UK Anthroposophy

Defining an Anthroposophical Organisation

Much of my research into the UK Anthroposophy movement involves looking at the movement at an organisational level. To do that it’s essential to be able to distinguish Anthroposophic from non-Anthroposophic organisations. Four operational definitions have been constructed to test an organisation by and an organisation meeting any one of the four definitions is logged and researched. The definitions rely on what organisations say about themselves, what others say about them and what formal relationships they might have with other organisations. They can be applied to forms of organisation at the level of single organisations upwards and so can include associative organisations such as federations, partners, affiliations and the like.

The first operational definition relies on what an organisation says about itself in its

governing documents.

1) If in its governing documents an organisation states in regard to Rudolf Steiner or

Anthroposophic beliefs and principles that it

– holds to those principles or beliefs

– advances or promotes or furthers those principles or beliefs

– operates in accordance with those principles or beliefs

then the organisation is considered Anthroposophical for research purposes.

The second operational definition relies on written and other materials issued by the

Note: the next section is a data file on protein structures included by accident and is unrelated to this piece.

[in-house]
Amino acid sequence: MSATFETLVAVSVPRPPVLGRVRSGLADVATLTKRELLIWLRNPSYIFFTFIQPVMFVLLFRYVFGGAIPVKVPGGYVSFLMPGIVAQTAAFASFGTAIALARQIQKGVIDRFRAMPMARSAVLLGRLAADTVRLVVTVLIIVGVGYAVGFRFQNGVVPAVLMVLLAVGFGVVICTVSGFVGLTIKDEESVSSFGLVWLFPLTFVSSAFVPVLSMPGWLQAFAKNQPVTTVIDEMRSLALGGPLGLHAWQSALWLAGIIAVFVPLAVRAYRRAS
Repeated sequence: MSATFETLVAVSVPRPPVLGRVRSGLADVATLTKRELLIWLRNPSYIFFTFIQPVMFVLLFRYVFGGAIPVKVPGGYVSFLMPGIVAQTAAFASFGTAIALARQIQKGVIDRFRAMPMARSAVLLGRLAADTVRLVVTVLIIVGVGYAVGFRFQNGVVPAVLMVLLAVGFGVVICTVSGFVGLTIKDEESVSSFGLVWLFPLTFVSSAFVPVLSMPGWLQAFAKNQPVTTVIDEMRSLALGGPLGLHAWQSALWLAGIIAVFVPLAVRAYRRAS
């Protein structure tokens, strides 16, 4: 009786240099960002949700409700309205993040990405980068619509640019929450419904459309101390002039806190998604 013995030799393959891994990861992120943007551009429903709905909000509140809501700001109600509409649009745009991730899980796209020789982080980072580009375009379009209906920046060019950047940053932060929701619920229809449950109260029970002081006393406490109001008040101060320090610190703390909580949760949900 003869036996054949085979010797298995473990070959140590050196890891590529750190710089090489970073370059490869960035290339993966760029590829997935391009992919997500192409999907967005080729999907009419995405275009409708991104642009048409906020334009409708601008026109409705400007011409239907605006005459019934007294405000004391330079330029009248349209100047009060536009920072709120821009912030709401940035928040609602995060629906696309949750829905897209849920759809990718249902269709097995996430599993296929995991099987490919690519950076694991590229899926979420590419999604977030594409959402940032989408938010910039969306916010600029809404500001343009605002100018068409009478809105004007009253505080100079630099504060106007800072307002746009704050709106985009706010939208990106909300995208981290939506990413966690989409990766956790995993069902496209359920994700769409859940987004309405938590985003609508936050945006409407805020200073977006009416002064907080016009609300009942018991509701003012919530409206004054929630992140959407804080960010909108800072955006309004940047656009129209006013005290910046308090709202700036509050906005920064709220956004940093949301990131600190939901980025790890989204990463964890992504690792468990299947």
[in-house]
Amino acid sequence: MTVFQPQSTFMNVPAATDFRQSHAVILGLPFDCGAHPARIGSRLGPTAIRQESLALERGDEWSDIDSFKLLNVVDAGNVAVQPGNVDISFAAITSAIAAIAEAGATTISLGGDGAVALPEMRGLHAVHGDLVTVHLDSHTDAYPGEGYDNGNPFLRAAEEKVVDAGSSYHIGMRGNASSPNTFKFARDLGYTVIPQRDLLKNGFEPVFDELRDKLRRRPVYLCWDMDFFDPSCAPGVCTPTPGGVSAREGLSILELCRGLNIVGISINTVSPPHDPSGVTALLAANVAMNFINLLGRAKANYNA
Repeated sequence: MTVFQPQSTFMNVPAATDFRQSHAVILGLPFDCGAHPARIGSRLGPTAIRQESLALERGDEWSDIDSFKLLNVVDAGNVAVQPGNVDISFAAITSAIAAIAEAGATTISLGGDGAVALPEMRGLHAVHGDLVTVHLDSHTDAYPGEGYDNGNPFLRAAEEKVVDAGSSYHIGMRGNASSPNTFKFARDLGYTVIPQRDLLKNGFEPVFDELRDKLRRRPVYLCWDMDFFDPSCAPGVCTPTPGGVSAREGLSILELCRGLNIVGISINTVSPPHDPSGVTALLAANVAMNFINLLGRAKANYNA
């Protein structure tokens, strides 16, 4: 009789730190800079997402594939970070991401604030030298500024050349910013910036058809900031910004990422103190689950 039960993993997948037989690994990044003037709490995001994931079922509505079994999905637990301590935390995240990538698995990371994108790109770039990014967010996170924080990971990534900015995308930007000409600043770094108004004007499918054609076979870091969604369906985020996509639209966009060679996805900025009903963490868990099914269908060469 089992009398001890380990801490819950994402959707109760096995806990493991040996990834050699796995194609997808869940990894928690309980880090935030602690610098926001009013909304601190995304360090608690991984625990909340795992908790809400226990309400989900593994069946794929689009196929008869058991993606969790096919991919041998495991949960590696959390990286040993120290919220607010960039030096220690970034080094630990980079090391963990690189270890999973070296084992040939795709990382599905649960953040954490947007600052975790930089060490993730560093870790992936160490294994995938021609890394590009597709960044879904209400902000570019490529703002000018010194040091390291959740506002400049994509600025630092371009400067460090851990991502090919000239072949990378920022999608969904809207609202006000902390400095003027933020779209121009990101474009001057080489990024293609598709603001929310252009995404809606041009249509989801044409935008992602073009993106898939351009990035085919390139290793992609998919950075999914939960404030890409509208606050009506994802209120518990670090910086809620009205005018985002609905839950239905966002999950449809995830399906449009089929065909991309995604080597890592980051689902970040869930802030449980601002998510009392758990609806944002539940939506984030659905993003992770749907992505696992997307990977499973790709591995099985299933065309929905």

organisation.

2) If in written or other materials issued by the organisation the organisation

states that in regard to Steiner or Anthroposophic beliefs and principles it

– holds to those principles or beliefs

– advances or promotes or furthers those principles or beliefs

– operates in accordance with those principles or beliefs

then the organisation is considered Anthroposophical for the purposes of this

study.

The third operational definition relies on the formal associative links an organisation

has with other organisations and relies on the nature of the organisation linked to.

3) If the organisation is a formal member of an organisation that is an

association, federation or other form of umbrella group and the umbrella

group states that in regard to Steiner or Anthroposophic beliefs and

principles it

– holds to those principles or beliefs

– advances or promotes or furthers those principles or beliefs

– operates in accordance with those principles or beliefs

then the organisation is considered Anthroposophical for research purposes.

The fourth operational definition relies on the assessment of an organisation by

regulatory bodies.

4) If a regulatory body assesses an organisation or describes an organisation in

such a way that in regard to Steiner or Anthroposophic beliefs and principles

the organisation

– holds to those principles or beliefs

– advances or promotes or furthers those principles or beliefs

– operates in accordance with those principles or beliefs

then the organisation is considered Anthroposophical for research purposes.

As it stands the definitions have been in use since 2006/7 when the first phase of the research was conducted. They have proved reliably effective in sifting non-Anthroposophic from Anthroposophic organisations. Problems in usage when relying solely on the third operational definition to define organisations have been noted and are being addressed during the current (second) phase of research. In practice the overwhelming majority of organisations logged as Anthroposophical meet more than one of the operational definitions used to define them.

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